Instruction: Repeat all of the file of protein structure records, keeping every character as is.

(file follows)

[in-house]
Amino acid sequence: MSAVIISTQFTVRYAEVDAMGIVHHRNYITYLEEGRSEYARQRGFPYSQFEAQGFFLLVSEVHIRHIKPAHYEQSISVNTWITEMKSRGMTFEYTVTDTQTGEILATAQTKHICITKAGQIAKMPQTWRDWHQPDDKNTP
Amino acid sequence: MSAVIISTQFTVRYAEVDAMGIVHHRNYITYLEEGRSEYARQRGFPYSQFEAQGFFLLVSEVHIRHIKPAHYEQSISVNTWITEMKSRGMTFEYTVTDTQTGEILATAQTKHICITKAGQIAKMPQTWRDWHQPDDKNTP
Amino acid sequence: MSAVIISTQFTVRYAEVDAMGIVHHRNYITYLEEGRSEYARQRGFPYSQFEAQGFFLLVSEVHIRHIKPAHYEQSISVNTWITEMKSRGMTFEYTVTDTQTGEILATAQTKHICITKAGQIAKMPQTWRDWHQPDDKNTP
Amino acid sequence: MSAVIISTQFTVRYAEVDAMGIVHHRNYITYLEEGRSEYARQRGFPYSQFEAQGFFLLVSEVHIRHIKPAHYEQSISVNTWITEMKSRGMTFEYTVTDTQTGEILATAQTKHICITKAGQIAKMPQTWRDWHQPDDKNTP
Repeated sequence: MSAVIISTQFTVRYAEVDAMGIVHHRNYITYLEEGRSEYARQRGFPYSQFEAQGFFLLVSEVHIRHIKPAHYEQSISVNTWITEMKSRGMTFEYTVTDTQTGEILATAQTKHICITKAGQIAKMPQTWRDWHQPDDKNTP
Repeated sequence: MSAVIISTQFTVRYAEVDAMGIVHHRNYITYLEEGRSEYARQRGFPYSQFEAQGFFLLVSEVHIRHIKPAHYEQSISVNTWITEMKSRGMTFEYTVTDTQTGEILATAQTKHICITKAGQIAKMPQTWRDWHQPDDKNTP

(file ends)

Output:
[in-house]
Amino acid sequence: MSAVIISTQFTVRYAEVDAMGIVHHRNYITYLEEGRSEYARQRGFPYSQFEAQGFFLLVSEVHIRHIKPAHYEQSISVNTWITEMKSRGMTFEYTVTDTQTGEILATAQTKHICITKAGQIAKMPQTWRDWHQPDDKNTP
Amino acid sequence: MSAVIISTQFTVRYAEVDAMGIVHHRNYITYLEEGRSEYARQRGFPYSQFEAQGFFLLVSEVHIRHIKPAHYEQSISVNTWITEMKSRGMTFEYTVTDTQTGEILATAQTKHICITKAGQIAKMPQTWRDWHQPDDKNTP
Amino acid sequence: MSAVIISTQFTVRYAEVDAMGIVHHRNYITYLEEGRSEYARQRGFPYSQFEAQGFFLLVSEVHIRHIKPAHYEQSISVNTWITEMKSRGMTFEYTVTDTQTGEILATAQTKHICITKAGQIAKMPQTWRDWHQPDDKNTP
Amino acid sequence: MSAVIISTQFTVRYAEVDAMGIVHHRNYITYLEEGRSEYARQRGFPYSQFEAQGFFLLVSEVHIRHIKPAHYEQSISVNTWITEMKSRGMTFEYTVTDTQTGEILATAQTKHICITKAGQIAKMPQTWRDWHQPDDKNTP
Repeated sequence: MSAVIISTQFTVRYAEVDAMGIVHHRNYITYLEEGRSEYARQRGFPYSQFEAQGFFLLVSEVHIRHIKPAHYEQSISVNTWITEMKSRGMTFEYTVTDTQTGEILATAQTKHICITKAGQIAKMPQTWRDWHQPDDKNTP
Repeated sequence: MSAVIISTQFTVRYAEVDAMGIVHHRNYITYLEEGRSEYARQRGFPYSQFEAQGFFLLVSEVHIRHIKPAHYEQSISVNTWITEMKSRGMTFEYTVTDTQTGEILATAQTKHICITKAGQIAKMPQTWRDWHQPDDKNTP